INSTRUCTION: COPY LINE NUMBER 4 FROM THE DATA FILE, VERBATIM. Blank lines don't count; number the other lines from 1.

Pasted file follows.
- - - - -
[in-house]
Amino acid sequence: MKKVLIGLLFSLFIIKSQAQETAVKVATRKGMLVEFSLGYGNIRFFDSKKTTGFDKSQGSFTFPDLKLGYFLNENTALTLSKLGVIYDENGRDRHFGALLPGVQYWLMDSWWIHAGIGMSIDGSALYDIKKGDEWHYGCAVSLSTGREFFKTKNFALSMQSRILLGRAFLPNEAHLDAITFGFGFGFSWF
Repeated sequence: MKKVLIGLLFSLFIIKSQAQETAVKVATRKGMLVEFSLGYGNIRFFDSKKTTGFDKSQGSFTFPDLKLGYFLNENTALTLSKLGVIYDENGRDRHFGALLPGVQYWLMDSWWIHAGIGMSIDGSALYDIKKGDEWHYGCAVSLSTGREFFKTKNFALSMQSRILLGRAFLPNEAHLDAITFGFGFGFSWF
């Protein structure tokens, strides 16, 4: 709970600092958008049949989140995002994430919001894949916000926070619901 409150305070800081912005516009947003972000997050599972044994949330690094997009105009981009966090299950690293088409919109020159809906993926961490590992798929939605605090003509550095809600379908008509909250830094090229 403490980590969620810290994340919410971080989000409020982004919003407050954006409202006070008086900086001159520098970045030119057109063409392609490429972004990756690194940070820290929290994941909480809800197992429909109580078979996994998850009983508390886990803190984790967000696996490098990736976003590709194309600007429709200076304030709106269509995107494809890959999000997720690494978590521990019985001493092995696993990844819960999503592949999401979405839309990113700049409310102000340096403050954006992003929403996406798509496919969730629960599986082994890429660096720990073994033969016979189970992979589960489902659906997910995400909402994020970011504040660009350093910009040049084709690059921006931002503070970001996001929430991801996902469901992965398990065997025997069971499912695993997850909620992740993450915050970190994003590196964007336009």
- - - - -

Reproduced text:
């Protein structure tokens, strides 16, 4: 709970600092958008049949989140995002994430919001894949916000926070619901 409150305070800081912005516009947003972000997050599972044994949330690094997009105009981009966090299950690293088409919109020159809906993926961490590992798929939605605090003509550095809600379908008509909250830094090229 403490980590969620810290994340919410971080989000409020982004919003407050954006409202006070008086900086001159520098970045030119057109063409392609490429972004990756690194940070820290929290994941909480809800197992429909109580078979996994998850009983508390886990803190984790967000696996490098990736976003590709194309600007429709200076304030709106269509995107494809890959999000997720690494978590521990019985001493092995696993990844819960999503592949999401979405839309990113700049409310102000340096403050954006992003929403996406798509496919969730629960599986082994890429660096720990073994033969016979189970992979589960489902659906997910995400909402994020970011504040660009350093910009040049084709690059921006931002503070970001996001929430991801996902469901992965398990065997025997069971499912695993997850909620992740993450915050970190994003590196964007336009």